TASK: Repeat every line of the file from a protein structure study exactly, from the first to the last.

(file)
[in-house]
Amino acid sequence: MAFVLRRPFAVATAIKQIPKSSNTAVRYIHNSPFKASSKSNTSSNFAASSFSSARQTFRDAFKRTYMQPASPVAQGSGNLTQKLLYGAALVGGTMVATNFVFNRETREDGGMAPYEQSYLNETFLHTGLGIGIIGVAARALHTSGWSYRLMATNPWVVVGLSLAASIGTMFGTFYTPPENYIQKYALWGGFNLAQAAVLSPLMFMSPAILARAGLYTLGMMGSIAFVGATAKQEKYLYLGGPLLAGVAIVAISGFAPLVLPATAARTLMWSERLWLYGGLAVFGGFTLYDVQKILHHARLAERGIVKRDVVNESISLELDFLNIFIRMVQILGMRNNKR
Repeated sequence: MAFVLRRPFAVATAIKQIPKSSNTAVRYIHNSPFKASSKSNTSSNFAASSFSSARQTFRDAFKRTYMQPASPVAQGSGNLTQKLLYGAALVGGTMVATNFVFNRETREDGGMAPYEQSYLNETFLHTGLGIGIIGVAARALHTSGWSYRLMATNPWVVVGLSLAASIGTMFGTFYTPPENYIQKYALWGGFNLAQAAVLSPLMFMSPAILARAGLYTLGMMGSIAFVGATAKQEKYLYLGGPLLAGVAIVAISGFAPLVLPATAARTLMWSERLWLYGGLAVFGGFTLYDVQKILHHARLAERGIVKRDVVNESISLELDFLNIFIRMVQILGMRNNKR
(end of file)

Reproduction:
[in-house]
Amino acid sequence: MAFVLRRPFAVATAIKQIPKSSNTAVRYIHNSPFKASSKSNTSSNFAASSFSSARQTFRDAFKRTYMQPASPVAQGSGNLTQKLLYGAALVGGTMVATNFVFNRETREDGGMAPYEQSYLNETFLHTGLGIGIIGVAARALHTSGWSYRLMATNPWVVVGLSLAASIGTMFGTFYTPPENYIQKYALWGGFNLAQAAVLSPLMFMSPAILARAGLYTLGMMGSIAFVGATAKQEKYLYLGGPLLAGVAIVAISGFAPLVLPATAARTLMWSERLWLYGGLAVFGGFTLYDVQKILHHARLAERGIVKRDVVNESISLELDFLNIFIRMVQILGMRNNKR
Repeated sequence: MAFVLRRPFAVATAIKQIPKSSNTAVRYIHNSPFKASSKSNTSSNFAASSFSSARQTFRDAFKRTYMQPASPVAQGSGNLTQKLLYGAALVGGTMVATNFVFNRETREDGGMAPYEQSYLNETFLHTGLGIGIIGVAARALHTSGWSYRLMATNPWVVVGLSLAASIGTMFGTFYTPPENYIQKYALWGGFNLAQAAVLSPLMFMSPAILARAGLYTLGMMGSIAFVGATAKQEKYLYLGGPLLAGVAIVAISGFAPLVLPATAARTLMWSERLWLYGGLAVFGGFTLYDVQKILHHARLAERGIVKRDVVNESISLELDFLNIFIRMVQILGMRNNKR